What others say: Hunting regulations about state’s rights

It’s about states’ rights.

The National Park Service has proposed aligning federal and state rules regarding hunting and trapping on national preserves in Alaska.

The Obama administration imposed restrictions beyond the state’s in 2015. President Trump is proceeding to repeal those rules.

A 1994 state law dealing with wild predators, such as bears and wolves, allows for their control in order to maintain populations of their prey.

In 2015, the park service pointed out that federal law doesn’t allow for predator control for the purpose of protecting prey. The service also opposed government interference in the predator-prey dynamic.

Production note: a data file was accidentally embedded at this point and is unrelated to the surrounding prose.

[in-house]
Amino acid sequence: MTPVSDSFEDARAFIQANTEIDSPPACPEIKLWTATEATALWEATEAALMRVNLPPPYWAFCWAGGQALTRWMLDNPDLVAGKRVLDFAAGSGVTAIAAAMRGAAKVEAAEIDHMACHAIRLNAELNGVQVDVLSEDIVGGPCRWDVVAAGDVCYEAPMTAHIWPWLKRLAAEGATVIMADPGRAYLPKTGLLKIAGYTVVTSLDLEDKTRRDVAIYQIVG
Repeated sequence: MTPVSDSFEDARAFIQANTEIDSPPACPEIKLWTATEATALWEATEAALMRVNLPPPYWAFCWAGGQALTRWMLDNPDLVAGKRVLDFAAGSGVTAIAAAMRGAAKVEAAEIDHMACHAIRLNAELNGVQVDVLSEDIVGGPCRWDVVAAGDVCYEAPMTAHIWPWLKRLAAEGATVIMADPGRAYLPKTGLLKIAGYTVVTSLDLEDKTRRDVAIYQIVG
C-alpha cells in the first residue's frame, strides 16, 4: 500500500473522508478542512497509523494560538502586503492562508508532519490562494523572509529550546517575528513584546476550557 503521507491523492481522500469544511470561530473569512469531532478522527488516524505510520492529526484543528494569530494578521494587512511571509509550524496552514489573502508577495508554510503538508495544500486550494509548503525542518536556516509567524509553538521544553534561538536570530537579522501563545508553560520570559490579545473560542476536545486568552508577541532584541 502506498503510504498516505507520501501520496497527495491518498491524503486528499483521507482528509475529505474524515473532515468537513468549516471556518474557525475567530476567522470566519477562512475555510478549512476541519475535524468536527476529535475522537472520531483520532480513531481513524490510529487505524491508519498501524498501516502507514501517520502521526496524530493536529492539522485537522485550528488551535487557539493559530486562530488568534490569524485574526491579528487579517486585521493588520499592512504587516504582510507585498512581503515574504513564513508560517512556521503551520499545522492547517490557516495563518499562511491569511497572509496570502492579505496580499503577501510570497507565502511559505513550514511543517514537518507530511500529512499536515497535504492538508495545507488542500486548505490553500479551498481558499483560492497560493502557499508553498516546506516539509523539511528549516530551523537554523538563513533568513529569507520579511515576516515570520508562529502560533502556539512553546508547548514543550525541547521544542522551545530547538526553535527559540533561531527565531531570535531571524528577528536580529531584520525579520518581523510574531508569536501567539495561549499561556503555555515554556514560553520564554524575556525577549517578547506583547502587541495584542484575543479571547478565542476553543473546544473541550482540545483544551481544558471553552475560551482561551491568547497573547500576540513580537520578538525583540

The service, under the direction of a new administration, now favors following state practices in regard to predators within national preserves.

The park service would like to allow the taking of black bears, including sows and cubs, with artificial light at den sites; permit baiting both black and brown bears; taking wolves and coyotes, including pups, during the denning season; taking swimming caribou and caribou from powerboats; and allowing the use of dogs to hunt black bear.

Whether one agrees with predator control or not, the bigger issue is states’ rights. States should decide how to manage the wildlife within their borders.

Government is most likely to be more responsive to the public at its lower levels. If Alaskans, who inhabit the land along with the wildlife, see a need for predator control, they have better access to the state government to express their views. They also are more likely to be heard.

If Alaskans are against predator control, then they — once again — are more likely to be listened to when they speak up if they address state government.

Alaskans can debate predator control. But Alaskans should agree on state control.

— Ketchikan Daily News, May 23, 2018

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